Aussies lose more vaping rights
The Australian province of Queensland will extend restrictions on electronic cigarettes, personal vapourisers, and mods. Beginning with the New Year, they will be treated just like combustible cigarettes. This will mean that they may not be used in any public place where smoking cigarettes is prohibited, they may not be advertised, promoted, or publicly displayed in retail outlets, or (of course) sold to children. Indeed the new law expressly, and of course incorrectly, defines the use of a vapouriser or e-cigarette as "smoking".
Although the new law represents a significantly more restrictive public stance, it is unclear how much actual difference the new law will make, since it is already illegal in Queensland to sell, import, possess, or use e-liquid containing nicotine. "It is an offence in Queensland ..., and carries a maximum penalty of $8,800 for a person to manufacture, obtain, possess, prescribe, dispense, sell, use or destroy nicotine," without express authorization under the Health (Drugs and Poisons) Regulation. Or destroy?!
This would mean that at present, only e-cigs containing nicotine-free e-liquid are legal to use at all. It would appear that the only additional prohibitions embodied in the new law would be on public use of nicotine-free e-cigs, liquids, and devices for "smoking" them, and on their advertising or sale to minors. Nicotine-containing devices and liquids are already illegal.
This means that the import of the new law is primarily a matter of public relations. Nonetheless, this is significant, since it is feared that the action may set a precedent for the rest of Australia.
It appears that the authorities behind the bill have accepted "hook, line, and sinker," the recent WHO document on vaping, and its background studies, and are unaware of (or unwilling to acknowledge) the serious flaws in data interpretation and presentation with which those studies have been charged. Indeed, the new legislation was rushed through the lower house of the legislature (the only house Queensland has) without any consultation process or review.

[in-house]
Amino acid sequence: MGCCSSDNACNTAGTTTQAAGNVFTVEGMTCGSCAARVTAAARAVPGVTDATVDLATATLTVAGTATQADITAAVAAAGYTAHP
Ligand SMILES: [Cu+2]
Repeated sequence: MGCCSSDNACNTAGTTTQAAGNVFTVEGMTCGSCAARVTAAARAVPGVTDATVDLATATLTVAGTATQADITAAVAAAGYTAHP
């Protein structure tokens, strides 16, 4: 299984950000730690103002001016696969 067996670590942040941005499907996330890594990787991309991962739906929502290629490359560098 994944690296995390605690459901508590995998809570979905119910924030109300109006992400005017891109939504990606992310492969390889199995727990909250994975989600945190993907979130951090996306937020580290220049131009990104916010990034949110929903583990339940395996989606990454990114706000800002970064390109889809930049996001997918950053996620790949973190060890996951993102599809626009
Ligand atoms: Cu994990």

Said Health Minister Lawrence Springborg, "These new laws will ensure that e-cigarettes are not sold to children, not smoked in smoke-free indoor and outdoor public places, and not advertised, promoted or displayed at retail outlets." The provincial health honcho also cast doubts on the effectiveness of vaping devices for smoking cessation. "To date, the evidence for effectiveness...is limited," he opined, displaying his ignorance of the significant and growing array of studies substantiating their success for quitting.
Officers of the Health Department will be empowered to impose on-the-spot fines up to 220 AUD.
Passage of the bill was heavily lobbied by the Cancer Council of Queensland, whose chief officer Jeff Dunn was quoted to the effect that: "These new laws are an important step toward a smoke-free future and another great step in ensuring the health and safety of Queenslanders in their local communities.”
But many observers see the misinformed legislation, and possible copycat actions in other Australian provinces, as a deterrent to smoking cessation, a restriction of Aussies' right to chose their own smoking cessation method, and a boon to large pharmaceutical companies wishing to protect their own market in (largely ineffective) cessation devices.